The Kate Gorrie Butterfly House in the Stony Brook Watershed in Hopewell, NJ is one of those fun hidden treasures in our area. The entire Watershed is a great place to bring children to learn about nature. The Butterfly House feels like an oasis.

The day we went it was raining, which means the smart butterflies were hiding to keep their wings dry. A few others popped out. We knew this going into it, but we had just learned about their Monday morning talks and decided to give it a try.

I'm so glad we did. Our guide (whose name escapes me -- Katie?) gave us an enthusiastic talk about butterflies. She answered all sorts of questions from us and the other family in our group including one that has bothered me. If butterflies only live for about 3 weeks, how do they make the journey South to Mexico and back North to lay their eggs for the next generation?

Our naturalist said every few generations of butterflies produces a super strength of butterfly that lives for 7-8 months -- long enough to make the journey and return part of the way to lay eggs. Nature is amazing.

Listening to her talk I was thinking about a children's book I read recently called the "Prince of Butterflies" ( by Bruce Coville. An inspirational tale of how a child's life can be changed by nature. 

A few more comments about the place:
  • The entire garden is filled with native plants
  • It is open from dawn to dusk every day and is open to the public
  • It is open from June until October when the netting is opened and the butterflies are free to leave
  • All butterflies are tagged (as part of a national tagging system) before they are released
  • The caterpillars are brought inside to have a chance to change in a safer environment, and to make it easier for people to watch the life cycle happening live
The nature center is also free to visit and a great place to go with kids, even on rainy days. Trails are open to the public and are also free to use.


To be perfectly honest, I went to Peachfield with low expectations. The house is only open a few times a year so how exciting could it be? After all, if it was very exciting, it would be open a lot more often, right?
I was pleasantly surprised by how much we enjoyed our visit.

Peachfield is owned by the Colonial Dames of New Jersey. The Colonial Dames is an organization similar to the Daughters of the American Revolution (DAR), in that the ladies can trace their ancestry back to living in the Colonies during the Revolutionary War, however they might not have any family members who served in the war.
Peachfield was built in Westampton, NJ (near Burlington, NJ) in 1725 by the Burr Family. These Burrs are distant relatives to the more famous Burr, Aaron. A large addition was built in 1732. The home remained in the Burr Family for nearly 200 years. That alone is impressive.

In 1928 the house was struck by lightning and suffered a major fire. Amazingly, the Burr family was able to sell the home to the Harker family in 1930. Mrs. Harker bequeathed it to the Colonial Dames three years before she died in 1965, with the stipulation that they maintain it and keep it open to the public.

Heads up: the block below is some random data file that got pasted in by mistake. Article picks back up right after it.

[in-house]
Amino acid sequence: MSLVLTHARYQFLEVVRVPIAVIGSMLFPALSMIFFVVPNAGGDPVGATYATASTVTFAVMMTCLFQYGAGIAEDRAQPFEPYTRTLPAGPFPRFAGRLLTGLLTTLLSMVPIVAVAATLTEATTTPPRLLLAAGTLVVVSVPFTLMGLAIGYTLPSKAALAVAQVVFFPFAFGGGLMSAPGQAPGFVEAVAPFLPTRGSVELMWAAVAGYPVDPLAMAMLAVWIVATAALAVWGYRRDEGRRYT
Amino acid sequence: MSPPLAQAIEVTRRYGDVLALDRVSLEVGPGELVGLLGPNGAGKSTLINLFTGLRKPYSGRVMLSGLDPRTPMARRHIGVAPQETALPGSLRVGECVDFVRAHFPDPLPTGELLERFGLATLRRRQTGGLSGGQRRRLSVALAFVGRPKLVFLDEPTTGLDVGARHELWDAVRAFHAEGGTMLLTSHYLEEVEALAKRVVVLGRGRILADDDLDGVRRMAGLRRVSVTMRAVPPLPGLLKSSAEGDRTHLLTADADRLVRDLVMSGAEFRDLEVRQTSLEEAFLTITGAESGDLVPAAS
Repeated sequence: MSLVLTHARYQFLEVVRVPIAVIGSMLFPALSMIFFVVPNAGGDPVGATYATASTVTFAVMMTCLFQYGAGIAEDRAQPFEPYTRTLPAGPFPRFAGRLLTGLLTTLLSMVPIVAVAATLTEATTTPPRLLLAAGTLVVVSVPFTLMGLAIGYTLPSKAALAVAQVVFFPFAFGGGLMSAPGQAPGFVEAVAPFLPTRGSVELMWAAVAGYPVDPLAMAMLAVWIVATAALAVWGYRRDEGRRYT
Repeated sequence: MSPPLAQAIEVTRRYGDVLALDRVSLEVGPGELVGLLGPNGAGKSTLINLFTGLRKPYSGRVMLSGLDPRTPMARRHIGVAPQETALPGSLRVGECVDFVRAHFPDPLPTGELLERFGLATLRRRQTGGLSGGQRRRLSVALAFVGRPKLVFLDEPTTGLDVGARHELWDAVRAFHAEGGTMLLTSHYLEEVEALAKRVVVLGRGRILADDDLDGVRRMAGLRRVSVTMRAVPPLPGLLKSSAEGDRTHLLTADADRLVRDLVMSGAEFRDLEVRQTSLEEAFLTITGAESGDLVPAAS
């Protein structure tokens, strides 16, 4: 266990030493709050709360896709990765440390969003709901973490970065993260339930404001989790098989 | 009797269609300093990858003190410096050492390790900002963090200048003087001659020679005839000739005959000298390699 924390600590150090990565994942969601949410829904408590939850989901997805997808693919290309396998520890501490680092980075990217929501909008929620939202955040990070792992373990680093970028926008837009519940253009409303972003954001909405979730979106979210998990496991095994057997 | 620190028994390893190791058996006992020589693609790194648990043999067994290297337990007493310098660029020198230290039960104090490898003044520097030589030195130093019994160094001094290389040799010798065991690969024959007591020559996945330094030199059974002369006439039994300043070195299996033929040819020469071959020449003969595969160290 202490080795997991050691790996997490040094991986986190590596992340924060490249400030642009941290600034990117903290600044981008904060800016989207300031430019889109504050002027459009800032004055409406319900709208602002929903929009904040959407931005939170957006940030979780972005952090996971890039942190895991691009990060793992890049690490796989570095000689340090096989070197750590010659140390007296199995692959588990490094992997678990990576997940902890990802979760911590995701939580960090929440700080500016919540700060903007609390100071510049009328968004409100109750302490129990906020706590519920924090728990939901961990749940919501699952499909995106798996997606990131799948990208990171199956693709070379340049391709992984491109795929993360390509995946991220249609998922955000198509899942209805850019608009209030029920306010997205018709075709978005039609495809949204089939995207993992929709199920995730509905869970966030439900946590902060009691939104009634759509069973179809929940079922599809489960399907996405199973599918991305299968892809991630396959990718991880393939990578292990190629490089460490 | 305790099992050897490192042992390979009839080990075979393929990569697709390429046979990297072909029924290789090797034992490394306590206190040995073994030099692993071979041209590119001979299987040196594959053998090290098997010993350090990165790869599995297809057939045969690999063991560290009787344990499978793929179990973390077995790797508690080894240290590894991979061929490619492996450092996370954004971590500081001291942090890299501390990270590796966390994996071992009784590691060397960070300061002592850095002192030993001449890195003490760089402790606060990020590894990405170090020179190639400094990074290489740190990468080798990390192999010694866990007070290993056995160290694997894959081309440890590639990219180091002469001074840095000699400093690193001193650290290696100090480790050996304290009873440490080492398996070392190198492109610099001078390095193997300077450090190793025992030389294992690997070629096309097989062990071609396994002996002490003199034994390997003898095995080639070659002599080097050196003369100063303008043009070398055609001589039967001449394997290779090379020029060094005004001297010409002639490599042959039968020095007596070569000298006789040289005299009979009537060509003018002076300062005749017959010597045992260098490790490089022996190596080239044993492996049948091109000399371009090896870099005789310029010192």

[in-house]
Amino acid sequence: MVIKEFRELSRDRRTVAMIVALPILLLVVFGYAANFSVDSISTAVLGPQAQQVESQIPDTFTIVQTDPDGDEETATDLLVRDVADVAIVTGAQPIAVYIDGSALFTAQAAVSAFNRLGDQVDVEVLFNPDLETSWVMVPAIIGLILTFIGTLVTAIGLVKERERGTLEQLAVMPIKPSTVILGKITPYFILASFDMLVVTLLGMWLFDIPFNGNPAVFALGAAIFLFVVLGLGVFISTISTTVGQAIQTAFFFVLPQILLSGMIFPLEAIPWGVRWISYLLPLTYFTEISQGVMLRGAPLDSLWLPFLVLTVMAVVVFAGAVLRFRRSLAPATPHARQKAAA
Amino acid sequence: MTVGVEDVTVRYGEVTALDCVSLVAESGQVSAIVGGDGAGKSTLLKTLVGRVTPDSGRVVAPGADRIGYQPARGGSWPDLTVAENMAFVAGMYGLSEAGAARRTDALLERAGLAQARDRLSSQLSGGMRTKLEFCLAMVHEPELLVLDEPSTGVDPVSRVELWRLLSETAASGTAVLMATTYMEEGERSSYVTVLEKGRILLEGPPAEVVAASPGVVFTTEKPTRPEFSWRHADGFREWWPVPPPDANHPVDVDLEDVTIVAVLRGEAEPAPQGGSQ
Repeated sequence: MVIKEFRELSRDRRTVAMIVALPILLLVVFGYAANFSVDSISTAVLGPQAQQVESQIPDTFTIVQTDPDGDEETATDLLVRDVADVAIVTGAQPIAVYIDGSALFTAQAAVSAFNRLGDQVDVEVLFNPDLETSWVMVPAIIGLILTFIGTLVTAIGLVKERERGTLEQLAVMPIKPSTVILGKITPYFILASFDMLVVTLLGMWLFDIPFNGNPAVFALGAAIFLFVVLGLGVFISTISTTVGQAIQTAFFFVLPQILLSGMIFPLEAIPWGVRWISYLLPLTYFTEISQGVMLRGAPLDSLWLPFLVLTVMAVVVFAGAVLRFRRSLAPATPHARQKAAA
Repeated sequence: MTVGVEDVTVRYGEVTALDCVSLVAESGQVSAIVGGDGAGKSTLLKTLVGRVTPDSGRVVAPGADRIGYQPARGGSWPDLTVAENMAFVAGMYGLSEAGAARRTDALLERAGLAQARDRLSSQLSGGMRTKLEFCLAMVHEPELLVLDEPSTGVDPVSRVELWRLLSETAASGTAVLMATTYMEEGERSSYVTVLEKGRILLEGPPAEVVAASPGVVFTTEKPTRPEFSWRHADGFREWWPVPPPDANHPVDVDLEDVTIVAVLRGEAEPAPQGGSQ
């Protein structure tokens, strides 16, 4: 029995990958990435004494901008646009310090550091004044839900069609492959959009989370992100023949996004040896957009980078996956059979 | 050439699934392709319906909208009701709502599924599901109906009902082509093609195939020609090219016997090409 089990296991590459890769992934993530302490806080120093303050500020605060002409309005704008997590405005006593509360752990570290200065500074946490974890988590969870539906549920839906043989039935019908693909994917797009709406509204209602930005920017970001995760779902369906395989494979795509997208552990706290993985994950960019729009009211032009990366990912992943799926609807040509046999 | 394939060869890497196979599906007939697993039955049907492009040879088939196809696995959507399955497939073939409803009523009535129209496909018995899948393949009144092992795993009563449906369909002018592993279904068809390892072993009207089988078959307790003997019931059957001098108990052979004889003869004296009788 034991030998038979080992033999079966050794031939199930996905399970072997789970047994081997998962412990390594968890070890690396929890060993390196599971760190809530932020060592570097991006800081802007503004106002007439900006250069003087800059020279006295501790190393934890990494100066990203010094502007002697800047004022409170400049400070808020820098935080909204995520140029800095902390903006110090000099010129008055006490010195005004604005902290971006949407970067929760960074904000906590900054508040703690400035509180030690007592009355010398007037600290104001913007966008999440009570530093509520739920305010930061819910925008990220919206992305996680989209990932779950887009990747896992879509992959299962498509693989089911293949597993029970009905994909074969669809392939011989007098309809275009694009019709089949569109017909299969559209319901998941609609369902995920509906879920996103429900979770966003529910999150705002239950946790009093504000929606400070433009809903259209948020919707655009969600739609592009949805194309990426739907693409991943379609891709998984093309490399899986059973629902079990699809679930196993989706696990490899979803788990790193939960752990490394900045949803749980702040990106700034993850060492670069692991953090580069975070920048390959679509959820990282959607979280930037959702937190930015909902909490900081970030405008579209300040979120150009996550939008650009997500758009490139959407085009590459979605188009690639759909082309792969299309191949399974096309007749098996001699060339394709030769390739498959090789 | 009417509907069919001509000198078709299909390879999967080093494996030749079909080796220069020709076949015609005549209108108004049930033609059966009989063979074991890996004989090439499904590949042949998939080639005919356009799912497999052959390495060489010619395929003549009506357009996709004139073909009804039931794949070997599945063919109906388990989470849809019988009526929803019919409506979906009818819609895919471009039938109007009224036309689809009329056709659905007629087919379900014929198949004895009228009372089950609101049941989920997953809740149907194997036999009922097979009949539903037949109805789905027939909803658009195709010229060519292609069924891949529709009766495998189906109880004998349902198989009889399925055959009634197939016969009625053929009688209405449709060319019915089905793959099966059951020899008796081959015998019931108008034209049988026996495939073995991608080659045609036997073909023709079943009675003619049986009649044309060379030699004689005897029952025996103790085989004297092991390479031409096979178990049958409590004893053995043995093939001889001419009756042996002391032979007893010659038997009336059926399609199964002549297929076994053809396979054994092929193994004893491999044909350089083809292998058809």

Mrs. Harker had an amazing eye and a terrific vision for the house. She hired a famous historic architect by the name of R. Brognard Okie, Brog to his friends (I dare you to call anyone Brog without laughing or at least thinking about a frog). Brog's major claims to fame include restoring the Pennsbury Manor and the Betsy Ross House.

Like I said, it was 1930. Even though Mr. Harker was a foreclosure attorney (one of the few careers with job security during the Great Depression) this was an expensive and lengthy process. Mrs. Harker's vision for restoring the home was to bring it back to the original style. Looking at it today, you cannot tell what was added and what was original to the house.

Her secret? She used 18th century glass, moldings and woodwork as she did 20th century restoration.

Where did she find such a treasure trove of 200 year old building material? She asked for it from the current owners of 200 year old homes. Some of the homes were about to be destroyed as the New Jersey Turnpike was being built (including one owned by a different member of the Burr family). In at least one case she offered someone new windows for their old ones. It is pretty remarkable.

There are also some treasures to be found in the furnishings and decorations. The creepiest was part of their temporary exhibit on Washington -- a lock of the first President's hair. I kid you not! That exhibit is about to end and be replaced with an exhibit on needlework that should also be interesting.

Periodically the Dames have fun programs. We missed the one on "Brog" visiting. There was also another one with "Sojourner Truth." As you have probably already surmised from reading this blog, I am fascinated by first person re-enactors.

Our guide, Maureen, was terrific! It was her fourth tour of the day. In our tour group were a couple of women who are related to a different branch of the Burr family. They talked a lot about genealogy.

Ashley's favorite part was the back staircase that was not open to the public.

I liked the story behind the gorgeous upholstered chair that hid a chamber pot. As it was the second one we had seen in a week (the first was at the Wallace House) we were not as surprised as the others in our group. Legend has it "Washington sat in the chair," or some such wording. The original notes (when the chair was donated to the Colonial Dames) said he "used" the chair. The notes were later modified.

I'm glad Ashley and I made the effort to go.

W & OD Trail

Don and Ashley brought their bikes with them to Virginia. I planned to go for a run while they biked, but settled for a walk as I was still sore from my run two days earlier.